There are three scientific rules that help identify "signals" on an SPC chart. WorkClout helps identify these signals by automatically highlighting them for you on the SPC chart. These signals are also known as "exceptional variations" - data point(s) that are likely deviations from a predictable system that can potentially lead to a shift.
Signals identified by WorkClout help you distinguish from the noise on SPC charts so that you can save time and react to only the critical data points that can lead to improvement.
Rule 1 - Any data point that is outside of the Natural Process Limit lines.
Rule 2 - Eight consecutive data points are on the same side of the average line.
Rule 3 - Three or four consecutive data points that are closer to the same limit than the average line.
A data point outside of the limit (Rule 1) is a significant deviation outside of the predictable system; this means that there is almost certainly a root cause for the change that can be studied. This change does not necessarily mean that the deviation will go away or if it will be sustained over time.
A moderate but sustained effect, eight consecutive data points under or over the average line (Rule 2), means that there is most likely a change that has caused the product output to be above or below average consistently. This observation can be seen as an early indication that the predictable system will trend upward or downward in the near future.
A weak signal but sustained effect, 3-4 consecutive data points closer to one of the limits than the average line (Rule 3), means that there has been a recent change that has caused product output to be above or below average.
An alteration of the product output chart below shows all three of the rules - the three signals that can help you identify a predictable system change. Detecting a signal means that there may be a root-cause to be investigated before the signal's occurrence. One question to ask yourself when a signal is identified on WorkClout is, "What happened right before this signal occurred in my operations?".
If you find that the signal is moving the metric in a positive trend, you need to understand its cause and make sure it's not temporary. Finding the cause can also lead to a permanent increase in efficiency if you find that it should be applied as a new or updated SOP.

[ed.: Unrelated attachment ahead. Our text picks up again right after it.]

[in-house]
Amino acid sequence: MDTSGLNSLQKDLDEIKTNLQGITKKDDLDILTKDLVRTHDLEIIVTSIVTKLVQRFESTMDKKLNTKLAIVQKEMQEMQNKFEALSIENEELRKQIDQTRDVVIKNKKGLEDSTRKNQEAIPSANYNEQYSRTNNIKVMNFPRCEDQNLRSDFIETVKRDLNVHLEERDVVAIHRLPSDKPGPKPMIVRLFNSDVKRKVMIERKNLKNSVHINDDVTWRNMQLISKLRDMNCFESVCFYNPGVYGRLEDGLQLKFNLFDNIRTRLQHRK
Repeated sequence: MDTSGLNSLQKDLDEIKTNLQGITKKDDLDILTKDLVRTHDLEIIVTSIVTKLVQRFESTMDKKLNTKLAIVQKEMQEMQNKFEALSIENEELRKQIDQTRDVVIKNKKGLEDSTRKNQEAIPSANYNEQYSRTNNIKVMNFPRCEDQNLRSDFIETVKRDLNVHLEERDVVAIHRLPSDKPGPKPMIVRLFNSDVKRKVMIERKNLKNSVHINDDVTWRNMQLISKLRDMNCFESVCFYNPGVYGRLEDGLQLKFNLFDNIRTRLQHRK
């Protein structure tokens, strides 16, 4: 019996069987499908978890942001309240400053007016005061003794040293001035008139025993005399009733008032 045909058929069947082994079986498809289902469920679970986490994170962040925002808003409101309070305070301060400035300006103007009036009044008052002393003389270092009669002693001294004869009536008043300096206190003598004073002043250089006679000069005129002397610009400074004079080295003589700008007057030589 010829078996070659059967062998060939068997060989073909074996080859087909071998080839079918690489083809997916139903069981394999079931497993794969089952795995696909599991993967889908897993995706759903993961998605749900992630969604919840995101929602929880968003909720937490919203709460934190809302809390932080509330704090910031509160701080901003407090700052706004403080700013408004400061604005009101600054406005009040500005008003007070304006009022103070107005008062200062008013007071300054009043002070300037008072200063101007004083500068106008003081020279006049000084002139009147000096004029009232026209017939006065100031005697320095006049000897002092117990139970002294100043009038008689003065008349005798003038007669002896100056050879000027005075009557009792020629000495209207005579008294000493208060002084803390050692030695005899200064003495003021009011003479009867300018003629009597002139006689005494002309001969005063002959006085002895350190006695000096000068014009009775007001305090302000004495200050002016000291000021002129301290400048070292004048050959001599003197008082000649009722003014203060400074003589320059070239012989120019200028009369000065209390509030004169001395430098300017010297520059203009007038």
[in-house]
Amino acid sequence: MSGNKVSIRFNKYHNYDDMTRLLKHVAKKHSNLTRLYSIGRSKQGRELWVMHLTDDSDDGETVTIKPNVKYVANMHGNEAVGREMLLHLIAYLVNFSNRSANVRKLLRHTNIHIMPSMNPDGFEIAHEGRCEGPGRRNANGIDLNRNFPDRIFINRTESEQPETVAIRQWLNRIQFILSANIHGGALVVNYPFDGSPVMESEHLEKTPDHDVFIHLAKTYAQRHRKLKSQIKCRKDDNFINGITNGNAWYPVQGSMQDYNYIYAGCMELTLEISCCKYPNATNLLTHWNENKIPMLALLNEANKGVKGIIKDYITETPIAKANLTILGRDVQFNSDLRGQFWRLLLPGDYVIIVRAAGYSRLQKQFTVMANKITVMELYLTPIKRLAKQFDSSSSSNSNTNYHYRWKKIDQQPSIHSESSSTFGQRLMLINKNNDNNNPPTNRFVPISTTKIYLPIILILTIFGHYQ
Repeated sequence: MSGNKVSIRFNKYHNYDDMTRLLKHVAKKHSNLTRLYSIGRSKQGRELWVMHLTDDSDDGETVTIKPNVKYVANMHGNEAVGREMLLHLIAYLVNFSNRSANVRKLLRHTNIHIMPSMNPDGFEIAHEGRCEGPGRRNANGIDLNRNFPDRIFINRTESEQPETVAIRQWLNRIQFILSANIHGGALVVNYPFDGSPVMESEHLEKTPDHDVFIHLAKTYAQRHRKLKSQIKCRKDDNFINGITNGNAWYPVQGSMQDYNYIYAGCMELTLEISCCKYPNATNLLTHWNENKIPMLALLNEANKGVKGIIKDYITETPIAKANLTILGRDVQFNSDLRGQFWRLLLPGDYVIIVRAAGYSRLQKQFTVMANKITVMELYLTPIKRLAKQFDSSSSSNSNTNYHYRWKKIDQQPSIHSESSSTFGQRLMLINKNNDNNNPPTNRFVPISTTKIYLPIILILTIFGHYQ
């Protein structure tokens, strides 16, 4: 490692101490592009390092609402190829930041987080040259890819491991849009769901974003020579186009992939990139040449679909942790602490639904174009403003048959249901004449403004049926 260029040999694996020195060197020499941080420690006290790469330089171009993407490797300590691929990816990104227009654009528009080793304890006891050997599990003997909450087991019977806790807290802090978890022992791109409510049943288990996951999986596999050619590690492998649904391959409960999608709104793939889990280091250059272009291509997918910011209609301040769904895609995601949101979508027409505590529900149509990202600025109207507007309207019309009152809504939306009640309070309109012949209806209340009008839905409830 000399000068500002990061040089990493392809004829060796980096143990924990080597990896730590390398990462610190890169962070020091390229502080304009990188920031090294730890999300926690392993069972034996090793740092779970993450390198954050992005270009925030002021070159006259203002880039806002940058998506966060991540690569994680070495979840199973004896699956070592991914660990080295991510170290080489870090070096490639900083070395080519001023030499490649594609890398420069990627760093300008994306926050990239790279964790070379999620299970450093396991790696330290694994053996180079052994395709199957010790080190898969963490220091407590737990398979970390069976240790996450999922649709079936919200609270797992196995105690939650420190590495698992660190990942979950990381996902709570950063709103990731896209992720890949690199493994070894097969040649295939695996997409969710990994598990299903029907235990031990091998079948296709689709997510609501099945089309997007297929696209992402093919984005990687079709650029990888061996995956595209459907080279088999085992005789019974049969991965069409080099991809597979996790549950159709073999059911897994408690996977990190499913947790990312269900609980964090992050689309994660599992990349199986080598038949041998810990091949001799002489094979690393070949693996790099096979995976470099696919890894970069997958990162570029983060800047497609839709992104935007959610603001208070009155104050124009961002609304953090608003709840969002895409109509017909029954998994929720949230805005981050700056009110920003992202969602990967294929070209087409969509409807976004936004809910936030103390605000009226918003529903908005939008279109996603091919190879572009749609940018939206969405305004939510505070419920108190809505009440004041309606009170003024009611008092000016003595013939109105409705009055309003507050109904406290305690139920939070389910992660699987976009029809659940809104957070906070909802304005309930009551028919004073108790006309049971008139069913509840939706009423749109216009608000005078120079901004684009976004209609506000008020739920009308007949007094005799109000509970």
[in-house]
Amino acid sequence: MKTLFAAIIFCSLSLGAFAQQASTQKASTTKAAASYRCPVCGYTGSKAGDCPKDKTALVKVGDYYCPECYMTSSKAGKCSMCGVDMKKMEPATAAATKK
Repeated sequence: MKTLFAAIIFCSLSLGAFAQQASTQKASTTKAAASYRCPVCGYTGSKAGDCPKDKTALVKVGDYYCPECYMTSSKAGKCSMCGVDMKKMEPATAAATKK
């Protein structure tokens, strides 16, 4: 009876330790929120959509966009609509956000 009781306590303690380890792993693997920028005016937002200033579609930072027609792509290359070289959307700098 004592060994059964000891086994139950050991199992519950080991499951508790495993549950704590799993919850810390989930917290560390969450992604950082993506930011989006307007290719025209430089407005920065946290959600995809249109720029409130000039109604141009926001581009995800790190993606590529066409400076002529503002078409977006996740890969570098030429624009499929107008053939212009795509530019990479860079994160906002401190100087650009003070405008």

For example, perhaps after thorough root-cause investigation, you find that an employee has found a new and more efficient way of reducing the amount of time it takes for changeovers. You can now capture this new process and standardize it across the organization to improve overall product output.
Alternatively, if you find that the signal is moving the metric in a negative trend, you need to eliminate the cause and restore performance to the previously predicted levels using both corrective and preventive actions.
For example, you may find that new employees have not been consistent with how they perform the changeover leading to additional downtime after a root-cause investigation. Knowing this, you can now effectively address the issue and prevent the system from continuing its negative trend.
An alteration of the product output chart below shows the dates you might want to investigate and question any operations changes that might have occurred.
As a leader, it's essential to know when and why your KPIs are changing over time. Understanding what drives the increases and decreases in your key metrics gives you the power to focus energy on what matters most. Also, knowing how to detect signals derived from an SPC chart keeps from overreacting to the noise in everyday fluctuations in performance.